"Dear Jack, – Thank God we are all three safe. We have been through "How." You will see by the casualties in the papers that we had a smashing. We held position in spite of everything. My God. The memory of the last seven days is imprinted on my brain with extra ordinary vividness. My word, what gallant acts were performed. What bravery show. How lads face death, holding the line in spite of repeated onslaughts!!
ENJOYING A BRIEF REST
at the time of writing.
We had two posts in, but no letters from you. Chirrup, we look forward to the time when we shall return. During the past week I have a good many times thought it was all up. Jimmy Toplis and F.Holland were wounded (both from Cromford) andCheckley (Matlock) was killed.
We had only – officers left out of –.
Love to all. – Fred."
Private Denis Ollerenshaw, of the Sherwood's also other Dardanelles, Road under date August 20th as follows, from the Trenches: –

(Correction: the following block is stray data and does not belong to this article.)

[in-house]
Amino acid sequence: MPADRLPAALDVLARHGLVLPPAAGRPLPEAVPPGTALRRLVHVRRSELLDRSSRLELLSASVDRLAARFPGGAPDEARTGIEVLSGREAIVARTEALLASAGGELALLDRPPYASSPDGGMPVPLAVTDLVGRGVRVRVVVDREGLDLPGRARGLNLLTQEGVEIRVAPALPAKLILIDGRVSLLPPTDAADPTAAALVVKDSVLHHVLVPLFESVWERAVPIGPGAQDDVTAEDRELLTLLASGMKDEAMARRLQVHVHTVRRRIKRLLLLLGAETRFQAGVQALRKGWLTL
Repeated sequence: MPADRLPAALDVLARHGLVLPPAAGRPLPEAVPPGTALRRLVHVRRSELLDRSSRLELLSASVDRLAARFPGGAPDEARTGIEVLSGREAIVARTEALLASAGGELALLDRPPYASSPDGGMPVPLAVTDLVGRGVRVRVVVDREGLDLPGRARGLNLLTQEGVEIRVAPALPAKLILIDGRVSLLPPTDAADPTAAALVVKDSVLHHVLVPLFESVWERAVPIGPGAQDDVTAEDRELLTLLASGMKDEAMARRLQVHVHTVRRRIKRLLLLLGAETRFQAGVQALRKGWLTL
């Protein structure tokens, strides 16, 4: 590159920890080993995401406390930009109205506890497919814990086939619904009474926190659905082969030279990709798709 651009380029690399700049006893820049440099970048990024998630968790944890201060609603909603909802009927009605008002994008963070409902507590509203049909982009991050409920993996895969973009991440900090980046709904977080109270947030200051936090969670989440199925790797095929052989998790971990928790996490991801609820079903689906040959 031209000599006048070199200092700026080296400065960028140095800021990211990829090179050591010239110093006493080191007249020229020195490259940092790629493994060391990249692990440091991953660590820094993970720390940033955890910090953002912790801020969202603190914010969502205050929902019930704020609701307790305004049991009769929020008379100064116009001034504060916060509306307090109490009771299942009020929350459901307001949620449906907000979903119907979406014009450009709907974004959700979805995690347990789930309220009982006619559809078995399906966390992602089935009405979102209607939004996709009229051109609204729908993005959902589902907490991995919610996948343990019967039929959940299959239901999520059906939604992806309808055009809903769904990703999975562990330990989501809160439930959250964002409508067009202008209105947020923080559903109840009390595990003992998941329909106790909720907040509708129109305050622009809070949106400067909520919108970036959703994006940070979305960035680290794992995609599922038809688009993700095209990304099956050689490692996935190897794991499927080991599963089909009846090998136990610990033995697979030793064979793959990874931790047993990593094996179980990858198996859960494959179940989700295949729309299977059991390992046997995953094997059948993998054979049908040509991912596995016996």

"Dear Marjorie and Ralph, – Just a short note to say I'm well and Roy also. We are together now, but Fred has been admitted to hospital, as he is very run down, but otherwise all right. They had a very rough week of it, and have only about –; the others are wounded or killed.
A great many of our chaps are lost. And we are only –. I was left behind guarding prisoners, so consider myself very lucky, when I see how the others look and hear of the casualties. J.Toplis, F.Holland, Harry Britland are wounded and have been sent away.
A LOT OF MATLOCK CHAPS